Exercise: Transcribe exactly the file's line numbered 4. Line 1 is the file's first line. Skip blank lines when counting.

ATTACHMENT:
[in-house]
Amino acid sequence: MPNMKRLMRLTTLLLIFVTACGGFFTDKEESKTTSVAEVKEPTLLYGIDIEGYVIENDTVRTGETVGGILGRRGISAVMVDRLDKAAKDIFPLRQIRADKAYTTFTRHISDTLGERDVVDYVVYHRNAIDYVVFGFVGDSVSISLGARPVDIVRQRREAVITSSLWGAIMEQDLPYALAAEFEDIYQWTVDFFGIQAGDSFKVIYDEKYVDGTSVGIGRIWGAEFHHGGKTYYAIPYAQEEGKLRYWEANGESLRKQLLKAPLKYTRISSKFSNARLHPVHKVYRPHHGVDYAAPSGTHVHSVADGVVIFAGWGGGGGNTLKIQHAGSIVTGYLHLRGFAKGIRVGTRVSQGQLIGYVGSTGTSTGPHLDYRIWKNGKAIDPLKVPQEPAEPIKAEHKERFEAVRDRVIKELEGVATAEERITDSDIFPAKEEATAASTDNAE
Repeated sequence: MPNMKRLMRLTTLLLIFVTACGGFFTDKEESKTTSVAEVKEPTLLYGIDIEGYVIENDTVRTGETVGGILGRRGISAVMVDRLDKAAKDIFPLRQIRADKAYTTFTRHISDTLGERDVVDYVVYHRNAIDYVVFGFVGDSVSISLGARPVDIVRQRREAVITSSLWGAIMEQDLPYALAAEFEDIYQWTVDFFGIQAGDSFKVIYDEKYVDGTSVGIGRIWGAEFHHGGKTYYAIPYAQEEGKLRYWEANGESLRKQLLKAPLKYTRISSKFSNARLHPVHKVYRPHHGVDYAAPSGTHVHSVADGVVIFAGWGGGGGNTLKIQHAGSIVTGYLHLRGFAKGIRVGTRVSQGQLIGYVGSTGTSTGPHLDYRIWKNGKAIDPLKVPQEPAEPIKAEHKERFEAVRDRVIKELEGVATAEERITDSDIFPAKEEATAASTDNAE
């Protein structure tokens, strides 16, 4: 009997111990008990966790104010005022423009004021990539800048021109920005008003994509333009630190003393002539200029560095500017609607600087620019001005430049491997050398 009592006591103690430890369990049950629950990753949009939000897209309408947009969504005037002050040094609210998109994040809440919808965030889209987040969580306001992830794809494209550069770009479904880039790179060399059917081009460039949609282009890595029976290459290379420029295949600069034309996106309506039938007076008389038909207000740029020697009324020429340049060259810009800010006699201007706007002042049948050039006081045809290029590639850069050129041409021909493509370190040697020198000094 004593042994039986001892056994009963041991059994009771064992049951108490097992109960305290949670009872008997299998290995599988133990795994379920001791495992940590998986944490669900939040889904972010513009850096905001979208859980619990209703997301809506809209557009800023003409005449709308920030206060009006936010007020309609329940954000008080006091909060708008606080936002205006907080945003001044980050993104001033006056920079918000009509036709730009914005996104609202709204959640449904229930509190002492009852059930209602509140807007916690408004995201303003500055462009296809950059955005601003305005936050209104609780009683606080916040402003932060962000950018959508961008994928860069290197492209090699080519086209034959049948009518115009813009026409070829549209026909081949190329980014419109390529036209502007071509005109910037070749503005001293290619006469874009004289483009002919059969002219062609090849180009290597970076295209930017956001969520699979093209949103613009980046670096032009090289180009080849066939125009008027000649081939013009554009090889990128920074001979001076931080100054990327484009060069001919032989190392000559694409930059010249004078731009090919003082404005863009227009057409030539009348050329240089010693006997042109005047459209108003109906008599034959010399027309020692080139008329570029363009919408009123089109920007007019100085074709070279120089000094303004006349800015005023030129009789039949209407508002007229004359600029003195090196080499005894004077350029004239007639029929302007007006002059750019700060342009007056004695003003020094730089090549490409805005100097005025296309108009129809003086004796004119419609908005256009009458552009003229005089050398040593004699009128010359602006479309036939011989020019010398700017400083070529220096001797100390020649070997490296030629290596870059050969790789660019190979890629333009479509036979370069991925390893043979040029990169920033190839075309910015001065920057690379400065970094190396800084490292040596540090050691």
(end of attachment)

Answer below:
């Protein structure tokens, strides 16, 4: 009997111990008990966790104010005022423009004021990539800048021109920005008003994509333009630190003393002539200029560095500017609607600087620019001005430049491997050398 009592006591103690430890369990049950629950990753949009939000897209309408947009969504005037002050040094609210998109994040809440919808965030889209987040969580306001992830794809494209550069770009479904880039790179060399059917081009460039949609282009890595029976290459290379420029295949600069034309996106309506039938007076008389038909207000740029020697009324020429340049060259810009800010006699201007706007002042049948050039006081045809290029590639850069050129041409021909493509370190040697020198000094 004593042994039986001892056994009963041991059994009771064992049951108490097992109960305290949670009872008997299998290995599988133990795994379920001791495992940590998986944490669900939040889904972010513009850096905001979208859980619990209703997301809506809209557009800023003409005449709308920030206060009006936010007020309609329940954000008080006091909060708008606080936002205006907080945003001044980050993104001033006056920079918000009509036709730009914005996104609202709204959640449904229930509190002492009852059930209602509140807007916690408004995201303003500055462009296809950059955005601003305005936050209104609780009683606080916040402003932060962000950018959508961008994928860069290197492209090699080519086209034959049948009518115009813009026409070829549209026909081949190329980014419109390529036209502007071509005109910037070749503005001293290619006469874009004289483009002919059969002219062609090849180009290597970076295209930017956001969520699979093209949103613009980046670096032009090289180009080849066939125009008027000649081939013009554009090889990128920074001979001076931080100054990327484009060069001919032989190392000559694409930059010249004078731009090919003082404005863009227009057409030539009348050329240089010693006997042109005047459209108003109906008599034959010399027309020692080139008329570029363009919408009123089109920007007019100085074709070279120089000094303004006349800015005023030129009789039949209407508002007229004359600029003195090196080499005894004077350029004239007639029929302007007006002059750019700060342009007056004695003003020094730089090549490409805005100097005025296309108009129809003086004796004119419609908005256009009458552009003229005089050398040593004699009128010359602006479309036939011989020019010398700017400083070529220096001797100390020649070997490296030629290596870059050969790789660019190979890629333009479509036979370069991925390893043979040029990169920033190839075309910015001065920057690379400065970094190396800084490292040596540090050691």